Our outreach to other iGEM teams included attending a Mini Jamboree, conducting an iGEM-wide survey, producing a pamphlet on biocontainment for iGEM teams, and designing a widget to help teams choose a biocontainment method.
First, we needed to assess the biocontainment knowledge of iGEM teams. We wanted to find out what people knew, and more importantly didn’t know, about biocontainment. We accomplished this first on a small scale, by attending the Mid-Atlantic Mini Jamboree, hosted by the University of Maryland. We exchanged project ideas with other teams. We also hosted a biocontainment forum with the other attending teams. This forum inspired us to create electronic tools and expand our outreach to other teams. We created an online biocontainment survey to gauge understanding of biocontainment across iGEM teams. Using the results of this survey, we developed a comprehensive pamphlet. We also created an interactive web widget that allows iGEM teams to customize biocontainment that fits their project. Do teams need something robust, something quick, or a method that fulfills other criteria? With our widget (see below), they can find the perfect solution.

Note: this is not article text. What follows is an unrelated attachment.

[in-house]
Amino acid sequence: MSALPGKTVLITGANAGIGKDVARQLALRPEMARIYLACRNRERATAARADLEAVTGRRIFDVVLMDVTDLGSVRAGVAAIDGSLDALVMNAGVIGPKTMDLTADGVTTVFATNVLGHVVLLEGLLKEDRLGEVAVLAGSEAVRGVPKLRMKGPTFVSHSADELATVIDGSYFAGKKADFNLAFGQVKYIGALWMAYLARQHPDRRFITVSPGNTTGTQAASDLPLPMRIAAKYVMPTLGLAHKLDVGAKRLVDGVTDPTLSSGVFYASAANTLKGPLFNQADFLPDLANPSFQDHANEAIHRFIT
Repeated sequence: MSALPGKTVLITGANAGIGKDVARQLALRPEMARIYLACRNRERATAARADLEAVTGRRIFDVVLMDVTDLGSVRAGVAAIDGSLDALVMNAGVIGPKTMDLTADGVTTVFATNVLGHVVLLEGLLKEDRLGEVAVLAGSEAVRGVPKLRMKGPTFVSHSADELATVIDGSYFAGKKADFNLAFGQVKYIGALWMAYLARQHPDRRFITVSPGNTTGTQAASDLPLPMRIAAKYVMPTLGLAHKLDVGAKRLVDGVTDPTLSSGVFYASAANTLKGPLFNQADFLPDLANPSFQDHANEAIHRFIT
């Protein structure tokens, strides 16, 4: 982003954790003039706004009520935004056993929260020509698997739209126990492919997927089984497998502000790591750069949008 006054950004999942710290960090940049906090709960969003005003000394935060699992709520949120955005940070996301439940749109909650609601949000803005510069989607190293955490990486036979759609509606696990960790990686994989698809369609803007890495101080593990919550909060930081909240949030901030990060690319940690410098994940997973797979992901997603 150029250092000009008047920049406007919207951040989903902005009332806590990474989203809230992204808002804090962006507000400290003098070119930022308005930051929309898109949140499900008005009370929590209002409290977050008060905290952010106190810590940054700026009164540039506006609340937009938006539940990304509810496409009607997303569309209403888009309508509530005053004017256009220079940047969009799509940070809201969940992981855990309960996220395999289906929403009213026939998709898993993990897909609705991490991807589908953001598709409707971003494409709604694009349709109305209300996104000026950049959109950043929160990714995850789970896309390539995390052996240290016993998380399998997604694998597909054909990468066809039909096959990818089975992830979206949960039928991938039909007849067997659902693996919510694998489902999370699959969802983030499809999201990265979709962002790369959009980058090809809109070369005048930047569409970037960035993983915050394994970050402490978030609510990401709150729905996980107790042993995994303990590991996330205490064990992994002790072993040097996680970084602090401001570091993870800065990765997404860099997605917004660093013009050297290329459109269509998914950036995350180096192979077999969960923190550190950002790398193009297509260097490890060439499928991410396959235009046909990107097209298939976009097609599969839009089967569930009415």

Our pamphlet about biocontainment targeted at iGEM teams can be downloaded here.
What are you looking for in a biocontainment method?
UMaryland Mini Jamboree
On July 22, 2016, the University of Maryland (UMaryland iGEM) hosted their second annual Mid-Atlantic Mini-Jamboree. Several teams from the East coast came together to present their progress and learn from other iGEMmers. During this conference, our team was presented our progress in a fifteen minute presentation, and conducted an educational forum on the topic of biocontainment. Through this forum, we were able to teach teams about the need for and various methods of biocontainment, in addition to fielding questions about biocontainment as it related to their specific projects. The responses in the forum were extremely informative for our team in the generation of our iGEM-wide survey and addressing relevant concerns in our pamphlet.